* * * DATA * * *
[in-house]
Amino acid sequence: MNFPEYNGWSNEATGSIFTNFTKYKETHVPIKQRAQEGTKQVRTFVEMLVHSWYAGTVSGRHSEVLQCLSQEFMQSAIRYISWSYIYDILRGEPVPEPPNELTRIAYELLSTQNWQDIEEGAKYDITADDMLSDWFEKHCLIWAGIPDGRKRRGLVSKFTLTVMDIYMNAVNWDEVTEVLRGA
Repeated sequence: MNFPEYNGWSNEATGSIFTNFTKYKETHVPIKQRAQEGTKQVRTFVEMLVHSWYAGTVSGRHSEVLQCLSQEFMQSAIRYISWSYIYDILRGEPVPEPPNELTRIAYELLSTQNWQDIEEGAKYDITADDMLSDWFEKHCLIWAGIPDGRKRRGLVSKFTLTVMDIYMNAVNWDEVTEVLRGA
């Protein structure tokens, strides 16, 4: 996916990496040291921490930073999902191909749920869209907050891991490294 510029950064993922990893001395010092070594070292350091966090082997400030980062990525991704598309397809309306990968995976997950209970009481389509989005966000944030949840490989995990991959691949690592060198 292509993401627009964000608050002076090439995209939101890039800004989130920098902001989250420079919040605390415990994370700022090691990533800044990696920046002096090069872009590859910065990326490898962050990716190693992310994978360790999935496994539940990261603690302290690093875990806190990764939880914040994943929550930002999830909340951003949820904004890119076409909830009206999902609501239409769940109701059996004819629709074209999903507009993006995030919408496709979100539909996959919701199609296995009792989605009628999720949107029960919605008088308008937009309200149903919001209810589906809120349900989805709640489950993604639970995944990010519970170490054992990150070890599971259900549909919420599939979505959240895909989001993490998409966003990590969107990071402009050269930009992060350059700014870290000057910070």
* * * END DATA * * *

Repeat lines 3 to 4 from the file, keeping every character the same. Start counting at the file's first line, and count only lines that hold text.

Repeated sequence: MNFPEYNGWSNEATGSIFTNFTKYKETHVPIKQRAQEGTKQVRTFVEMLVHSWYAGTVSGRHSEVLQCLSQEFMQSAIRYISWSYIYDILRGEPVPEPPNELTRIAYELLSTQNWQDIEEGAKYDITADDMLSDWFEKHCLIWAGIPDGRKRRGLVSKFTLTVMDIYMNAVNWDEVTEVLRGA
């Protein structure tokens, strides 16, 4: 996916990496040291921490930073999902191909749920869209907050891991490294 510029950064993922990893001395010092070594070292350091966090082997400030980062990525991704598309397809309306990968995976997950209970009481389509989005966000944030949840490989995990991959691949690592060198 292509993401627009964000608050002076090439995209939101890039800004989130920098902001989250420079919040605390415990994370700022090691990533800044990696920046002096090069872009590859910065990326490898962050990716190693992310994978360790999935496994539940990261603690302290690093875990806190990764939880914040994943929550930002999830909340951003949820904004890119076409909830009206999902609501239409769940109701059996004819629709074209999903507009993006995030919408496709979100539909996959919701199609296995009792989605009628999720949107029960919605008088308008937009309200149903919001209810589906809120349900989805709640489950993604639970995944990010519970170490054992990150070890599971259900549909919420599939979505959240895909989001993490998409966003990590969107990071402009050269930009992060350059700014870290000057910070």